The NHS hope to prescribe E-cigarettes to reduce smoking rates in the UK.
The NHS could soon be prescribing e-cigarettes to help people quit smoking.
The medical regulator is currently working with e-cigarette manufacturers in a move fully supported by the Government with the goal of making the UK smoke-free by 2030.
MHRA (the Medicines & Healthcare Regulatory Agency) will be publishing updated guidelines to pave the way to a smoke-free UK by 2030 through medical licensed e-cigarettes to smokers.
Manufacturers of e-cigarettes are now being encouraged to contact the MHRA and submit their products for evaluation and approval through the same regulatory process that other medicines and equipment must go through before being used by the NHS.
If any e-cigarettes pass the process, it will make England the first country in the world to prescribe e-cigarettes to smokers.
Once an e-cigarette receives approval from the MHRA, it will be down to individual clinicians and health practitioners as to whether they’re prescribed to a particular patient or not to help them quit smoking.
NHS advice hasn’t changed that non-smokers and children are strongly advised against the use of an e-cigarette as they do still contain nicotine and aren’t risk free… though expert clinicians in both the US and UK have stated they are much safer than smoking is.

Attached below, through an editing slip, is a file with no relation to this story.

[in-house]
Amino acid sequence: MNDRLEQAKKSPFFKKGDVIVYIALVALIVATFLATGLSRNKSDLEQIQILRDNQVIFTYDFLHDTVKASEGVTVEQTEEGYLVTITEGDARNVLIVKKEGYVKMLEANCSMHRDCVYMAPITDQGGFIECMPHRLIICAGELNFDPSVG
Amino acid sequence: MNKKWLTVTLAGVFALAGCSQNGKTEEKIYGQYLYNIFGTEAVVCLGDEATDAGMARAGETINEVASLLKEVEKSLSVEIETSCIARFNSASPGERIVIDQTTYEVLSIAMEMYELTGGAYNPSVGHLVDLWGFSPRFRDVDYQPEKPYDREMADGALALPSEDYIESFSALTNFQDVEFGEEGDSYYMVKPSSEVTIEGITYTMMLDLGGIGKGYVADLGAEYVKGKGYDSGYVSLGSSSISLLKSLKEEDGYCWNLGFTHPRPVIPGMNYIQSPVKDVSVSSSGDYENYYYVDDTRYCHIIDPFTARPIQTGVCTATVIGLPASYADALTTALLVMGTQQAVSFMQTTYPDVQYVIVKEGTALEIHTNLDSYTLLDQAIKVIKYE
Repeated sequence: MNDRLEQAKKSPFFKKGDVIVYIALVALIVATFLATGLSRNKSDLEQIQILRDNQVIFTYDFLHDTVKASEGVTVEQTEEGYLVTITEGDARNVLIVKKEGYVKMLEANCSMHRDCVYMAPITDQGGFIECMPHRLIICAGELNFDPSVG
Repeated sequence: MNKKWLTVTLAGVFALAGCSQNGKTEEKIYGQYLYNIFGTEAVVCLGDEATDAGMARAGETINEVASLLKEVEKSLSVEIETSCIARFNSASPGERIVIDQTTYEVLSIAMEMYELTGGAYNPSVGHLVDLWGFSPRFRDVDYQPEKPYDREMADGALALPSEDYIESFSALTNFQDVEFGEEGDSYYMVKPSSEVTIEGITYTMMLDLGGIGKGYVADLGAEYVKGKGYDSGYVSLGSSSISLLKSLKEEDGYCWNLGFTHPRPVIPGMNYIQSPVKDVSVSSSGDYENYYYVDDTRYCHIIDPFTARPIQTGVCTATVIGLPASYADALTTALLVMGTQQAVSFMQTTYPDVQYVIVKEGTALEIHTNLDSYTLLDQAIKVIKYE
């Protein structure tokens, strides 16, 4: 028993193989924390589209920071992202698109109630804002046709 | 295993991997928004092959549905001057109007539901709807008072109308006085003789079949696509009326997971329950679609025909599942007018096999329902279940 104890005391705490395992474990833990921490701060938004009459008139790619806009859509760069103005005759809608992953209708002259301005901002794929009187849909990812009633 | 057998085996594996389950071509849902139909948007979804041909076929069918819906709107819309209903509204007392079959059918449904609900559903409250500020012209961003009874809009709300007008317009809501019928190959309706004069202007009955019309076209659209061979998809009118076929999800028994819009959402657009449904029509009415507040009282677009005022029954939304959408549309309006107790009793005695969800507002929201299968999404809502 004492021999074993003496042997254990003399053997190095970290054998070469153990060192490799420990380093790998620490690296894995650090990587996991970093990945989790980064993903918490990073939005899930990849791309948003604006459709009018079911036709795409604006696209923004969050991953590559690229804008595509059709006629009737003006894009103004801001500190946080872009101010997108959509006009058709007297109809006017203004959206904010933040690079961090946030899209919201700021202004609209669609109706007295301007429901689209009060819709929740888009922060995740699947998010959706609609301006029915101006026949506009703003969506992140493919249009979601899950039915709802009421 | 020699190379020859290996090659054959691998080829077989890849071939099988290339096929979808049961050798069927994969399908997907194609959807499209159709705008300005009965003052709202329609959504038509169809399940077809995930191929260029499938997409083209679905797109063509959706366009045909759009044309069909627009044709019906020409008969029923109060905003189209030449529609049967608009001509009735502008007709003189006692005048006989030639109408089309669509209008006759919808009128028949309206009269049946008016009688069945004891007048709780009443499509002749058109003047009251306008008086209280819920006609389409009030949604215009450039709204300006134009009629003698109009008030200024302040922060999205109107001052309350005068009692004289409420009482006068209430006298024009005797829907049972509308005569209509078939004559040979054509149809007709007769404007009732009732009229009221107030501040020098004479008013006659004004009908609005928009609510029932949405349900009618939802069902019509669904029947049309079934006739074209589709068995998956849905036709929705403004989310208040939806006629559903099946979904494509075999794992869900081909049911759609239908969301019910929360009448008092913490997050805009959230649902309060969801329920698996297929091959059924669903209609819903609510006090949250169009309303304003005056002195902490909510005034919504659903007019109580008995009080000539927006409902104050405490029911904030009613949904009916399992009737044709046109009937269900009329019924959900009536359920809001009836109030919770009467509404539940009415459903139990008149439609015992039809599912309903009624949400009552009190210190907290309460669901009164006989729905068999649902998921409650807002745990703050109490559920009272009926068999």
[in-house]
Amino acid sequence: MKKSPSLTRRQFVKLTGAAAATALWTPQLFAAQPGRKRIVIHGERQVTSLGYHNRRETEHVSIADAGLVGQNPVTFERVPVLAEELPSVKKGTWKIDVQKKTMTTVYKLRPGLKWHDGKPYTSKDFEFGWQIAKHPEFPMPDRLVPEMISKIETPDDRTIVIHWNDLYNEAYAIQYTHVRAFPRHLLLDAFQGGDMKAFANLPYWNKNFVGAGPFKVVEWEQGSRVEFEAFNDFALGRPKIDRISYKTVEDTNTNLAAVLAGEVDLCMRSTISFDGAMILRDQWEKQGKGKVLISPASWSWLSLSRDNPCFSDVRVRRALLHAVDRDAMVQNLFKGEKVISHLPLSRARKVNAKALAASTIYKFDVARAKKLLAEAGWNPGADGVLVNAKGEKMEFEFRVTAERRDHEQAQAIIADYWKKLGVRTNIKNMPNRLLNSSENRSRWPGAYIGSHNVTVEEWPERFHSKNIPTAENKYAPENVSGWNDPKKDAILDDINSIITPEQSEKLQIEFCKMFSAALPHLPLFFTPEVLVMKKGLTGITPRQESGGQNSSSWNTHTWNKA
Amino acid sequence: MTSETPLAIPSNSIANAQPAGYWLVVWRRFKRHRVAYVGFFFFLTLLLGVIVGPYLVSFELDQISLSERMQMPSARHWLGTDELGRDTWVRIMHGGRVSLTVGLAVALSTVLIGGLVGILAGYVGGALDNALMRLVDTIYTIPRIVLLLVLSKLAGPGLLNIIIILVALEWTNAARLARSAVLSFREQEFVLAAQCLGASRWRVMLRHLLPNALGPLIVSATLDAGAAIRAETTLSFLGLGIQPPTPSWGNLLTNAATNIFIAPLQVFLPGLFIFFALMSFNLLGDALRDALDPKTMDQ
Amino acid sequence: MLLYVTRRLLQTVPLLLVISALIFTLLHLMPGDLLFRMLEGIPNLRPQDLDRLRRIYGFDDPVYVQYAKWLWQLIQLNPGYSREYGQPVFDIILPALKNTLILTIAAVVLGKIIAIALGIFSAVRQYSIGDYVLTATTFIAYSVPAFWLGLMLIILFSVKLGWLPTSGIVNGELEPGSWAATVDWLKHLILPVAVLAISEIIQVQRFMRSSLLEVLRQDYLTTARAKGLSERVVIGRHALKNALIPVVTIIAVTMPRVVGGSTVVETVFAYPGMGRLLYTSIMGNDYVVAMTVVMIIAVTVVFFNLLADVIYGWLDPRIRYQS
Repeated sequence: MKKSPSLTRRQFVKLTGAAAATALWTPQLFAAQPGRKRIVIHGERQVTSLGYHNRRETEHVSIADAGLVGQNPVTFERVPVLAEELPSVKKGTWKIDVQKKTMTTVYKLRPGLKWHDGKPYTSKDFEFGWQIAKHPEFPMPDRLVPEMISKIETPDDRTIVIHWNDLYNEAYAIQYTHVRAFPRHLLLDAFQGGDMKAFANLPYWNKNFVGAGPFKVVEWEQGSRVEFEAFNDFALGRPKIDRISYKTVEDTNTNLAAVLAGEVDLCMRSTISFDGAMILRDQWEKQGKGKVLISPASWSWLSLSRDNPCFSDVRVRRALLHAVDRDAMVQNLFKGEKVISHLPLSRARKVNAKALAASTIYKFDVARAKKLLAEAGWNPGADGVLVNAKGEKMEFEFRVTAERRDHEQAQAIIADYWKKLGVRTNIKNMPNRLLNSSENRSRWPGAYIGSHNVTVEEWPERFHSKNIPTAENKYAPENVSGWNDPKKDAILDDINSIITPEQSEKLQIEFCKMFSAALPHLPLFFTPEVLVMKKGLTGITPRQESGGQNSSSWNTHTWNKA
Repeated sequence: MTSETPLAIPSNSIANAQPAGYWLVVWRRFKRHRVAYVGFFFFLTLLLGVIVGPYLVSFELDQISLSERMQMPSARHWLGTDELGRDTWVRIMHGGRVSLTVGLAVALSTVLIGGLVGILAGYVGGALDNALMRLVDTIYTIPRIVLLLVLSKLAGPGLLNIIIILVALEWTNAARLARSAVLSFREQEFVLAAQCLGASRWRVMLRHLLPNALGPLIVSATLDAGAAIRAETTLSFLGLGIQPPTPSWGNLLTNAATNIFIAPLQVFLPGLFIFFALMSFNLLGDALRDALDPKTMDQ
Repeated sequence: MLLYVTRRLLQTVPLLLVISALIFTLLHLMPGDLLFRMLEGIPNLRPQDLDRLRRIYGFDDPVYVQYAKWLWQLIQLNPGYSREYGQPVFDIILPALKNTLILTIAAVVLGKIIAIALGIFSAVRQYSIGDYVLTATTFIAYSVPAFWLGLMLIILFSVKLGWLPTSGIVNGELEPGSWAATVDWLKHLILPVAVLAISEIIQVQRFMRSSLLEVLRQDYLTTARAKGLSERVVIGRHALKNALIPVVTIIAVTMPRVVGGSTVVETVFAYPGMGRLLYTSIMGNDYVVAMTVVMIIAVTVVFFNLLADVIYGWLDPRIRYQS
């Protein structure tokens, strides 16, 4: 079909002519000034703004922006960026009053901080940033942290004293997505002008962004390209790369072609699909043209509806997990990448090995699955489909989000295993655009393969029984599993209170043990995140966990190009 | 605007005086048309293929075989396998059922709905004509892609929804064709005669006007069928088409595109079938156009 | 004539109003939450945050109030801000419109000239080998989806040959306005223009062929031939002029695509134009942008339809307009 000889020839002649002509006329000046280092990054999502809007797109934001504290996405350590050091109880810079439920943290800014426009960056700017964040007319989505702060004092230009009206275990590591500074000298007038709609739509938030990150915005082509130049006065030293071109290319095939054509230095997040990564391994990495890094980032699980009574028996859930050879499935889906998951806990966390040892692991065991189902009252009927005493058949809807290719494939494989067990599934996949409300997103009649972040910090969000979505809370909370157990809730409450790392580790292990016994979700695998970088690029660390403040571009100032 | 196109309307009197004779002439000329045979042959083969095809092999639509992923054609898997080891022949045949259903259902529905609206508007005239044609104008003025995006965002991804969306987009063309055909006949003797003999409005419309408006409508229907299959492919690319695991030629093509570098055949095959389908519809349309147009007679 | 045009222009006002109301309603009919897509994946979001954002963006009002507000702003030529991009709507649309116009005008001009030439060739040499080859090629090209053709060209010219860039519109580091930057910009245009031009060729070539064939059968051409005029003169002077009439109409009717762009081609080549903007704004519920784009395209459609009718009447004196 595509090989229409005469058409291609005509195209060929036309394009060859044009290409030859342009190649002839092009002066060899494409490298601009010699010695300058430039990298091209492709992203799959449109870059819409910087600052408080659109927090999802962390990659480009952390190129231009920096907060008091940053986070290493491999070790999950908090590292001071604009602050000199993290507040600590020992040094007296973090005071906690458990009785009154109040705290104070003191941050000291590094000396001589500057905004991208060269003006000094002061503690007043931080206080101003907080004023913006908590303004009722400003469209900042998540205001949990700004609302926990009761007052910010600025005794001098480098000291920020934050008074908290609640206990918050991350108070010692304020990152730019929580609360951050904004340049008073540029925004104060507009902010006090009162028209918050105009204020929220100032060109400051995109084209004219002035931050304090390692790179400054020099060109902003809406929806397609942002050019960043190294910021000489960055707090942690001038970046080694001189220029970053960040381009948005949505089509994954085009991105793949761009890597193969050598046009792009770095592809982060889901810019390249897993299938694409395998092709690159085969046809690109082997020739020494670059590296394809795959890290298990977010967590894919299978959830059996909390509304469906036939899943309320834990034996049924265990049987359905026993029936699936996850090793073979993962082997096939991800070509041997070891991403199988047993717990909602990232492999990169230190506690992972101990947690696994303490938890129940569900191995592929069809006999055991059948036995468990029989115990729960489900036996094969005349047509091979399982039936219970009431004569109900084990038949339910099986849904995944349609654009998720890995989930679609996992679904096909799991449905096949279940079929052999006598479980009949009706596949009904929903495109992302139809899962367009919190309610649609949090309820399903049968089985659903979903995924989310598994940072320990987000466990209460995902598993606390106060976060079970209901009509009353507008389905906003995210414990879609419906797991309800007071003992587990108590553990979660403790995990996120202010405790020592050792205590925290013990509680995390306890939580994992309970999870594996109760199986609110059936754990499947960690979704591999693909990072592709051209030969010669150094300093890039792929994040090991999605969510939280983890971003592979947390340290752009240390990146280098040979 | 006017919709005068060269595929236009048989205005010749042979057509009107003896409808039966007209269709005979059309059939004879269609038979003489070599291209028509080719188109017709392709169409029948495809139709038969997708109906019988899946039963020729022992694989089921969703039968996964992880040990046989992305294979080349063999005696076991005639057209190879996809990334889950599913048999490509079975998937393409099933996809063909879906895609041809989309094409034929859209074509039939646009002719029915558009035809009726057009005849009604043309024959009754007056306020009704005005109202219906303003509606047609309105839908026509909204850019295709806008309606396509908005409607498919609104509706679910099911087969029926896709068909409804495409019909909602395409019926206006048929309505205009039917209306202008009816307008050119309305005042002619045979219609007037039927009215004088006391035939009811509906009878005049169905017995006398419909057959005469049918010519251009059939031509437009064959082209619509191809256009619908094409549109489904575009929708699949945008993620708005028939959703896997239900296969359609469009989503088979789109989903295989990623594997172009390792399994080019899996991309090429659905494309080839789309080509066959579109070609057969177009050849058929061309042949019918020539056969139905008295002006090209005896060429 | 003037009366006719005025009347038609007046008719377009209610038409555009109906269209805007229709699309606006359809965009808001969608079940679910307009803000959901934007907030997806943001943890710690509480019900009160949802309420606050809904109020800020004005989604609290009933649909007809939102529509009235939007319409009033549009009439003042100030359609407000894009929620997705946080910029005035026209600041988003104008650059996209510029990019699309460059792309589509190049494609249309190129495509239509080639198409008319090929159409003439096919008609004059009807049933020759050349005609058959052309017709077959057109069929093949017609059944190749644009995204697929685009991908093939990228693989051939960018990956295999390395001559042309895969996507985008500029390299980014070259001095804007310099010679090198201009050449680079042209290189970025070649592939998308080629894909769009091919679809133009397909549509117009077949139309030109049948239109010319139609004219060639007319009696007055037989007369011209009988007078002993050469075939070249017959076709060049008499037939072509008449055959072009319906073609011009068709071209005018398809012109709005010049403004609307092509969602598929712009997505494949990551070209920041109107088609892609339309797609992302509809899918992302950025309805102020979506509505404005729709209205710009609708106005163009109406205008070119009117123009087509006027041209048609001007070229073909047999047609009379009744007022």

Smoking remains the leading cause of premature death and, whilst rates are at a record low in the UK, there are still over six million smokers in England alone.
There are also huge variations across the country, with smoking rates over 20% in some areas but below 10% in others.
This country continues to be a global leader on healthcare, whether it’s our COVID-19 vaccine roll-out saving lives or our innovative public health measures reducing people’s risk of serious illness. Opening the door to a licensed e-cigarette prescribed on the NHS has the potential to tackle the stark disparities in smoking rates across the country, helping people stop smoking wherever they live and whatever their background. – Sajid Javid – Health and Social Care Secretary
2019 figures show that almost 64,000 people die in England from smoking or smoking-related issues which is why the OHID (Office for Health Improvement) is also throwing their weight behind this project to support it.
Reducing health disparities across different regions in the UK, including smoking rates, and keeping people generally health has wide ranging effects on the individual, their wider family and society and the economy as a whole.
To help empower goals that support that, the OHID will be working at a national, regional and local level with the NHS, academia, NonProfit’s, scientist and researchers to ensure they receive the help they need.